meta name="p:domain_verify" content="8b08da541f8a920e6 Marie Z Johnston: 'Antiques & Ham' on Impressionist Island

Thursday, September 30, 2010

'Antiques & Ham' on Impressionist Island

A tradition since the middle ages, this foire (fair) has spent the last 600 years morphing into the huge, week long event that happens twice a year on the Island of Chatou (also known as Impressionnist Island) outside of Paris. 
What began as an annual pre-Christmas pork fair in front of Notre Dame, has turned into one of the largest, most well attended, antique flea markets in France.
For the last 40 years, more than 800 vendors have set up shop for a full week on a wedge of land in the middle of the Seine. Some have permanent stores in other villages, others  are part of the 'Brocantes' circuit operating across France.
Interestingly enough, there are vendors who only sell here in the Fall and Spring, spending the rest of the year scouring rural France (known as the attic of Europe) for rarities, charming treasures and (truthfully) junk with which to fill their stands.

My friend Tracy, her cute little dog Maddy and I headed off reasonably early for a Sunday morning. It was raining on and off all day and I forgot my umbrella. Turns out that was a good thing since we were "forced" by the elements to remain in the stands and really poke around.

By 1 o'clock, Tracy and I were starving. Knowing what was good for us, we followed our noses to the food isle for some - what else - pork.  We chose rotisseried suckling pig served with heaps of seasonal vegetables.    

The lines were long and the plates steaming. Under those dauphine potatoes are carrots, braised endives and caramelized onions.  Yes, it was delicious and yes, I ate it all.
Armed with a bottle of Nuit St. Georges we took our places at one of the long tables, under cover, along with the other hungry 'chineurs' hunting for treasures that day.  A few hours later, after much animated note comparing with our neighbors, it was back to searching the stands.

You will find everything here... and I do mean everything: books, linens, chairs, plates, silver, pewter, vintage clothes, paintings, ancient flooring, old magazines, marbles, tools, furniture, art deco lamps, priceless antiques and heaps of mysterious broken things.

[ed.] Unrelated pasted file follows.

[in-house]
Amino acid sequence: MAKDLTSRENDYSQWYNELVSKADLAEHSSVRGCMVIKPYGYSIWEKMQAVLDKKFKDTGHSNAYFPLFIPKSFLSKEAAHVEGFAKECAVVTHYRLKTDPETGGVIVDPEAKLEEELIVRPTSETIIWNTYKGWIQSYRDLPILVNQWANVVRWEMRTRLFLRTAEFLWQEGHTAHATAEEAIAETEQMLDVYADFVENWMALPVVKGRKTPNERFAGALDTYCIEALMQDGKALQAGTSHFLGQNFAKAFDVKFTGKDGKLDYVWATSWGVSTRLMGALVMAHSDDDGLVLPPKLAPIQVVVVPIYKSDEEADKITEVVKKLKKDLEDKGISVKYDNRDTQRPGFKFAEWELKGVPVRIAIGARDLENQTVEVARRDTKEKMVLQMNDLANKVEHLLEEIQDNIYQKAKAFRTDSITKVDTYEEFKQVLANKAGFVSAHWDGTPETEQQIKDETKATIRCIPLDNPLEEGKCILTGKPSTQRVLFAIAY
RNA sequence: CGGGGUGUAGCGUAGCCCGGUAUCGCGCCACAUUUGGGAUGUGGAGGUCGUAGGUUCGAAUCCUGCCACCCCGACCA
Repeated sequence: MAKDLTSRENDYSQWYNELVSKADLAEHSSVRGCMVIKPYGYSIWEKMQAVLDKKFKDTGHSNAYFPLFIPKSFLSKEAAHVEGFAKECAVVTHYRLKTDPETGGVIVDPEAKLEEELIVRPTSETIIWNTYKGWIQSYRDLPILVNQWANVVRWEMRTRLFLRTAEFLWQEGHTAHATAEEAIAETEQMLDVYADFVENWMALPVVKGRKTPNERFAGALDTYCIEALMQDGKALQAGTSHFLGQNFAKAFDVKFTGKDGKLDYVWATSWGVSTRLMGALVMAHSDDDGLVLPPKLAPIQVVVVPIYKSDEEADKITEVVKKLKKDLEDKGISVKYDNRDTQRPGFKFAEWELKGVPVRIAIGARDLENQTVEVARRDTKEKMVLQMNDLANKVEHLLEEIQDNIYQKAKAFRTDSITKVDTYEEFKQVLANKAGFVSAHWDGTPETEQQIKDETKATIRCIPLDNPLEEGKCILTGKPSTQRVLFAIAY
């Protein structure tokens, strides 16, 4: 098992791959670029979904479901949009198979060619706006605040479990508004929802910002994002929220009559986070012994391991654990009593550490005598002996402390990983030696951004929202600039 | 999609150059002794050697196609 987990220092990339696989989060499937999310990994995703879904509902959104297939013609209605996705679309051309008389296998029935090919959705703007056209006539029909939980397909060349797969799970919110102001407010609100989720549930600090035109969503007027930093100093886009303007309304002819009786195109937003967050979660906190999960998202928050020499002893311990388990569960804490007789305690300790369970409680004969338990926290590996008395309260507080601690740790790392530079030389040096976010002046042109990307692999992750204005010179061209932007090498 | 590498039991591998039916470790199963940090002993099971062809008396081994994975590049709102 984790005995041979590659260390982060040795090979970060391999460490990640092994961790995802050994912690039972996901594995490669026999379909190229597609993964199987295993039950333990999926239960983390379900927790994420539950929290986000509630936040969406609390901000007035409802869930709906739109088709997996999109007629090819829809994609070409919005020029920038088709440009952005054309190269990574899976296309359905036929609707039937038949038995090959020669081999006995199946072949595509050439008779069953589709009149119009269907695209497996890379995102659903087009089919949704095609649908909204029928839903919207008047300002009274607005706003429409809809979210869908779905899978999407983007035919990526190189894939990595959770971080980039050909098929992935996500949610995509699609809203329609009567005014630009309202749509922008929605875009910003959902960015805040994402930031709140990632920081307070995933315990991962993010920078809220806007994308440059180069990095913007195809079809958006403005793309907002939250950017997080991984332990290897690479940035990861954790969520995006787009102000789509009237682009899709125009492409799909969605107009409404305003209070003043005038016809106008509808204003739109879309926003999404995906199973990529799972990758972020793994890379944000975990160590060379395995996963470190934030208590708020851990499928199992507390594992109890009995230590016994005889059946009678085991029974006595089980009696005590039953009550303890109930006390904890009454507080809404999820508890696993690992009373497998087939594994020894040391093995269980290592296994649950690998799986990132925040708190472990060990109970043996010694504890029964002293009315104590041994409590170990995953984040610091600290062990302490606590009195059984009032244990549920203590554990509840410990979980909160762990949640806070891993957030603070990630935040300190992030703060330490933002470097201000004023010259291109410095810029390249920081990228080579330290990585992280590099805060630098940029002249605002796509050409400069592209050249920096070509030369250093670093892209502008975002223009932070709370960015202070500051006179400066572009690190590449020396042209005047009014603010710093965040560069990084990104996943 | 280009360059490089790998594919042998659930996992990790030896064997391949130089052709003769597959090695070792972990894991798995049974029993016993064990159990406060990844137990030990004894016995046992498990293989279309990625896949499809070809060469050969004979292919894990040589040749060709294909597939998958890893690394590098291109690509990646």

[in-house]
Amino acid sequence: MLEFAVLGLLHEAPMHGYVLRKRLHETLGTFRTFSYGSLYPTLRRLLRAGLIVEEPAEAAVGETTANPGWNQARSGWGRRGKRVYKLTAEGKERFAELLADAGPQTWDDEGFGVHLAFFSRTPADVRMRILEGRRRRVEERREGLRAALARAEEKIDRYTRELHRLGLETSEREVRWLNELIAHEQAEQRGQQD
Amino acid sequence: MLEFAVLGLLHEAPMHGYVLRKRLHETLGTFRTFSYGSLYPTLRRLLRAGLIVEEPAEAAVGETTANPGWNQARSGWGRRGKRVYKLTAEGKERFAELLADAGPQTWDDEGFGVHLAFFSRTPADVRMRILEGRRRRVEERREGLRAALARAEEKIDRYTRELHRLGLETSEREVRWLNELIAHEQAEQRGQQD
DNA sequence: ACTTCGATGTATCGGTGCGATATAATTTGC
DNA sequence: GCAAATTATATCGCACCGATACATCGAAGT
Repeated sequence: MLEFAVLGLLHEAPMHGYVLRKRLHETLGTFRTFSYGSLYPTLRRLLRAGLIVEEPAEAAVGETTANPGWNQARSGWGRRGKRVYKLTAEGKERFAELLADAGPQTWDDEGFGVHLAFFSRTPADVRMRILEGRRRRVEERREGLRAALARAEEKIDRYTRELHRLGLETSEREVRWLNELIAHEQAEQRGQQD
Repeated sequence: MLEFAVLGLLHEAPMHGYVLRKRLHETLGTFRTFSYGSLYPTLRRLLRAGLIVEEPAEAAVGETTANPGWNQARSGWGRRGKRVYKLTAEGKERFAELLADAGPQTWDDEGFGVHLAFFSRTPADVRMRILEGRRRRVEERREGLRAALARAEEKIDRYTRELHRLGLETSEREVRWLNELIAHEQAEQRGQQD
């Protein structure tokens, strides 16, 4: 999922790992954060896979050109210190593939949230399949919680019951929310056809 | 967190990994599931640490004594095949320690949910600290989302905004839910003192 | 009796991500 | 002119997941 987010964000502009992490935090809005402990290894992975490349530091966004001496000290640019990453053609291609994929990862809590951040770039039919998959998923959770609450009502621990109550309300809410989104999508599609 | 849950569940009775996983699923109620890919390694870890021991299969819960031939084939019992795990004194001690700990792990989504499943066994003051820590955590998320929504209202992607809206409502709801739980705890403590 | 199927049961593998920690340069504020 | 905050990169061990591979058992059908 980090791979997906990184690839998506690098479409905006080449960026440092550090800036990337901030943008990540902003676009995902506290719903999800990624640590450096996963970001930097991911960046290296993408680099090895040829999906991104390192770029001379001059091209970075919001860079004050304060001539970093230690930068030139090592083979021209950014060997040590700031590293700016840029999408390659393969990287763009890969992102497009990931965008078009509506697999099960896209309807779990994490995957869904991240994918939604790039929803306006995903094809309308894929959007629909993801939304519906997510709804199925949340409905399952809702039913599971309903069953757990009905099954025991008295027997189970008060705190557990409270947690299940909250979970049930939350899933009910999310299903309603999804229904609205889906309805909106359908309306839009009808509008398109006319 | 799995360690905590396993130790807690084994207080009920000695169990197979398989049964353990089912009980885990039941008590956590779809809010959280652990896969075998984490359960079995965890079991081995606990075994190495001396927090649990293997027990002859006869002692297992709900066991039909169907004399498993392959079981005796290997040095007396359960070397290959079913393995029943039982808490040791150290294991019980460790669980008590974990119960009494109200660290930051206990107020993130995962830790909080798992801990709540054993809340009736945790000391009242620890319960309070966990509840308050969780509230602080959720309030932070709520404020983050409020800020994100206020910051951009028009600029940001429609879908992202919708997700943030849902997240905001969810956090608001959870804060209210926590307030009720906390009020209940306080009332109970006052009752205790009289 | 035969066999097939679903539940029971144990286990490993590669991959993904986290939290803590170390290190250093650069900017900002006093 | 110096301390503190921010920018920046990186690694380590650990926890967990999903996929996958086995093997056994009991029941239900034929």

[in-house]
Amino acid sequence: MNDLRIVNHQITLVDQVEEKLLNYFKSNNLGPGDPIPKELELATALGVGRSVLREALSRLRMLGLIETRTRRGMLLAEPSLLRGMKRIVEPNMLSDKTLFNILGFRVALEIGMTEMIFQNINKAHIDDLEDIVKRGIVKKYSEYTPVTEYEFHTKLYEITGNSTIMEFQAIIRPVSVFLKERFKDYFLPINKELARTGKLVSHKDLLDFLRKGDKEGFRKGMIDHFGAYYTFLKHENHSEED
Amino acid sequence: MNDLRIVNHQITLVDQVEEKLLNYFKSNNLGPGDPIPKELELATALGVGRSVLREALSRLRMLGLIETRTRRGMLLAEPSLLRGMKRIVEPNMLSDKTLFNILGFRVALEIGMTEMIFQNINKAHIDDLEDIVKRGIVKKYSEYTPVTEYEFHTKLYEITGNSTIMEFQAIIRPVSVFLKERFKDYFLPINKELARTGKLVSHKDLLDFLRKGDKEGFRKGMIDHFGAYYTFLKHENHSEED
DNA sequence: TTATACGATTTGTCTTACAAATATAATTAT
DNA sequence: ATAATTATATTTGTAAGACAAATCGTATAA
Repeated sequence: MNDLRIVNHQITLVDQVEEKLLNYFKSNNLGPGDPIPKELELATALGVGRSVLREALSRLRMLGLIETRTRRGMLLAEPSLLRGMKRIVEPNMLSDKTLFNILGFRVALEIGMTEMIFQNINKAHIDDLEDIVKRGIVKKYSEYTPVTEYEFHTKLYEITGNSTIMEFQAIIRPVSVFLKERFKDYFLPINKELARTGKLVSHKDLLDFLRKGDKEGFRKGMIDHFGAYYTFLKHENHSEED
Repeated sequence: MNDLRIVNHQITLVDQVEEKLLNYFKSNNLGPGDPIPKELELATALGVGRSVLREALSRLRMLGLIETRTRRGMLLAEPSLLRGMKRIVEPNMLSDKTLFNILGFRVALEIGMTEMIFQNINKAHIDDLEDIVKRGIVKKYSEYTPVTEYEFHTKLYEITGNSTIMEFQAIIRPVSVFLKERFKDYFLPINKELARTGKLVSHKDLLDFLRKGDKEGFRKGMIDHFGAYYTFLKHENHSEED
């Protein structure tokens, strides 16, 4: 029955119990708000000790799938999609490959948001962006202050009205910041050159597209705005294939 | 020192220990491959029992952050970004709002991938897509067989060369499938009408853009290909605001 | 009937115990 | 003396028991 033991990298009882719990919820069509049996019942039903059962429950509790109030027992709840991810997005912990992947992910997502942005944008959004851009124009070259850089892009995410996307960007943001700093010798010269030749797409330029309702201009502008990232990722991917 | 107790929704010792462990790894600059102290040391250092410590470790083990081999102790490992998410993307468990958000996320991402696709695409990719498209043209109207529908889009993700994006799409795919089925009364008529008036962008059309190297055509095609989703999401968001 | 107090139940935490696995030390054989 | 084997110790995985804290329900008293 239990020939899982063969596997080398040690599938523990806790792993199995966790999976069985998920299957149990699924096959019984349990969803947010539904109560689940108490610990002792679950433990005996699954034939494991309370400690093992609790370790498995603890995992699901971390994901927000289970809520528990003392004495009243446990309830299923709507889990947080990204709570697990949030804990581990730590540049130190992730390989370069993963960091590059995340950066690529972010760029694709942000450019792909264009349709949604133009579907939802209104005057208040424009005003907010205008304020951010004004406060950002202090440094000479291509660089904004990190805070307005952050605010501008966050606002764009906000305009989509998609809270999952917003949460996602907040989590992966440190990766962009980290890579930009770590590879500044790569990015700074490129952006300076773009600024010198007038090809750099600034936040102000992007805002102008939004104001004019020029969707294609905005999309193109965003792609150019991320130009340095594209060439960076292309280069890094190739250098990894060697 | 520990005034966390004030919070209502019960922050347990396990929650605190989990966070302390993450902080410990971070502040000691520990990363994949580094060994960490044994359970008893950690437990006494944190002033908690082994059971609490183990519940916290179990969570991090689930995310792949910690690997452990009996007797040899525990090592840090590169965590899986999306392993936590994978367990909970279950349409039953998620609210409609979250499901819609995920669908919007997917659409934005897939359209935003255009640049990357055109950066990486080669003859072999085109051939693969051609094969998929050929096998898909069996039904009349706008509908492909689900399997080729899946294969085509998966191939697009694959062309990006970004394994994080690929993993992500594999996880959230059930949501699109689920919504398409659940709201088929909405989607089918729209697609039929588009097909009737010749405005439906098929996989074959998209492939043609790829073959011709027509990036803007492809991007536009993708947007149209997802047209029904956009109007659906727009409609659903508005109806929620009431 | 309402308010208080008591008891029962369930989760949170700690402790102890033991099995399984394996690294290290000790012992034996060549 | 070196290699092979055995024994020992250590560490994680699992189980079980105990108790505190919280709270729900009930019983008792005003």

You can also go home with sausages, ham and olive oil. What about that delicious wine you had with lunch? Or the snappy Chardonnay you tasted? No worries, Monsieur Daniel will be more than happy to deliver a case or two the folowing evening.

I came home with a dozen vintage (but never used) beautiful linen napkins for a song, (but not the matching table cloth from another stand for way too much money) 9 delicate chrystal glasses, some great canning jars for storing flour or other dry things,  as well as something I hadn't expected to ever see again.

What I found was a memory from my childhood I thought was gone forever. A barbotine pitcher of a wild boar with 'tout en est bon, de la tete a la queue' - Everything is good, from the head to the tail - written across it on a ribbon of white.

The adventure is in the searching; 
the joy is in the discovery.

The fair is ongoing through Sunday, October 3rd. from 10am to 7pm. Go if you can!

A bientot,

For more information on visiting the roving antique fairs of Paris CLICK HERE

1 comment:

kittiepower said...

Hi Zabie,
I wish we could go to this but our plane arrives in Paris @ 13:00 on Oct. 3rd. Zut alors!
Pam Blades